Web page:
Monday, June 18, 2012

On Listening

(From Canadian Women in the Literary Arts)

"The discipline of the appreciative review is, I believe, among the great unsung arts of our culture. I suspect it remains unsung because, appearances to the contrary, it is not actually a species of speaking, but a species of listening; and our culture tends to regard listening as a passive activity. But listening — real listening — requires that we give over our attention fully to the other, that we stop worrying about who’s noticing us, that we let the ego go. As such, it is an activity requiring much more effort than the activity of proclaiming our selves through speaking our views."


 "My suggestion is that it is those who insist on listening nonetheless who are really tough: they have the courage to continue to serve art when everything around them is making it easy not to."


 "It’s what Rilke said: in art, as in friendship, the ear of love discerns more, and more truly, than the eye of judgement."

--from Jan Zwicky's essay, "The Ethics of the Negative Review"

Listening is, indeed, active (though not "requiring ... effort"). Real listening is joyful, without conflict, without concentration (because concentration requires effort and discipline, even force and bargaining), without judgement. When one has thus read (in this case) a passage or an entire novel or poem or book of poems through the non-state of active listening, then, and only then, can one proceed to engage with it on the so-called speaking (or writing) level. Attention or listening from a global, an absolute, perspective,  begets judgement. There is no dichotomy here between love and judgement. This foolish antipodal strawman, incorrect even in a different argument, thus destroys Zwicky's assertion which is based, ironically enough, on the hurt feelings of the author, not the perceived fractured reception of the review's reader(s). But there is no ego in listening, remember? Therefore there is no one to be hurt in this global attention, this holistic approach (which only comes in fits and starts, anyway, and which only provides the basis for authoritative criticism, not the necessary relative state from which all judgement must navigate through).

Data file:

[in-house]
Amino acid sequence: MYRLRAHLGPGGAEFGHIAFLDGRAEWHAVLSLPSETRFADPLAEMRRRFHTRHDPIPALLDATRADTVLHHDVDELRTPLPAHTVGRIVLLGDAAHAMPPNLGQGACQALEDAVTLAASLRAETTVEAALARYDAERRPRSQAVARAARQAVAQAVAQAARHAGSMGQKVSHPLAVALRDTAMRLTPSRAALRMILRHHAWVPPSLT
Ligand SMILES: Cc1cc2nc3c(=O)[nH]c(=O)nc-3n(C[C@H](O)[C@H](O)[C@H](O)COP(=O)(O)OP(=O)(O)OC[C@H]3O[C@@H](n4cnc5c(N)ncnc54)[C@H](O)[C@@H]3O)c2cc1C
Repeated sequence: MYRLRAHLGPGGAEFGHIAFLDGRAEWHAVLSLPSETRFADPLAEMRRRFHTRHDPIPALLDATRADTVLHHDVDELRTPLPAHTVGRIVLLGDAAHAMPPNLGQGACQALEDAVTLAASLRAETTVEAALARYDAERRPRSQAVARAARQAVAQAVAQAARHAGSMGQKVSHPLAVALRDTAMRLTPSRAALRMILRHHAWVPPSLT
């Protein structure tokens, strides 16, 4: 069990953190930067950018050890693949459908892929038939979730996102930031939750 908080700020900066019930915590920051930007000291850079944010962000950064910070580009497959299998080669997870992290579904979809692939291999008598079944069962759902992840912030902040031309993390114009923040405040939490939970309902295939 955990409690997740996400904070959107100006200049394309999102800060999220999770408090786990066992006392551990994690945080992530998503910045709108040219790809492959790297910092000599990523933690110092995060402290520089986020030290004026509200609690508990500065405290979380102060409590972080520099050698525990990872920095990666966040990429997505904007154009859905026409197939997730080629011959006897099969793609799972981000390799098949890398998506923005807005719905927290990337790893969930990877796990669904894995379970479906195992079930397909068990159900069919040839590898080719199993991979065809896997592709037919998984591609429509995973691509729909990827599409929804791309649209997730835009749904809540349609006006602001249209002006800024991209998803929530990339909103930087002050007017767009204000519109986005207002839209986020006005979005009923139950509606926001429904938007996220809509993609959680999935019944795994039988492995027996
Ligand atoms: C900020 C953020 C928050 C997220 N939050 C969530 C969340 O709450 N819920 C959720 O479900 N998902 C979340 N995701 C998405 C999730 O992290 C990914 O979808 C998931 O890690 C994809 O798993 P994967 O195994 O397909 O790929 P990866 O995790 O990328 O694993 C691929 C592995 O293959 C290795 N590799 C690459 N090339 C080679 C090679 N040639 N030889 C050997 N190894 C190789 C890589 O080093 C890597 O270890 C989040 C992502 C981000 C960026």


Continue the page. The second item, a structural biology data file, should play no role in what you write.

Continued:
Zwicky's philosophical views stem from a common spiritual misunderstanding of the nature of the absolute and relative states. One listens (or reads) ideally, from the absolute non-state, from deep listening. (It is arrogant, preposterous and strawstuffed for anyone to suggest that, because one may write a "negative" review, it somehow originates from a lack of clear listening.) A transitional "considering" state is then often given spontaneous reign. Finally, a wrestling-with relative framework will take hold, and from which the review or speech will occur. But the relative is not always in the absolute. Without active listening, any fool can misinterpret or misrepresent their own view(s) as stemming from a deep understanding. Why, all one has to do is proclaim it in a book of poems, or, in this case, in a screed, which, through misappropriation or baseline confusion, demonstrates how a fundamental error in recognizing how harsh judgement can come from a love of legitimate art can also serve to show up that same person's misunderstanding of how the absolute and relative don't oppose one another, but coexist with complicated cross-traffic.

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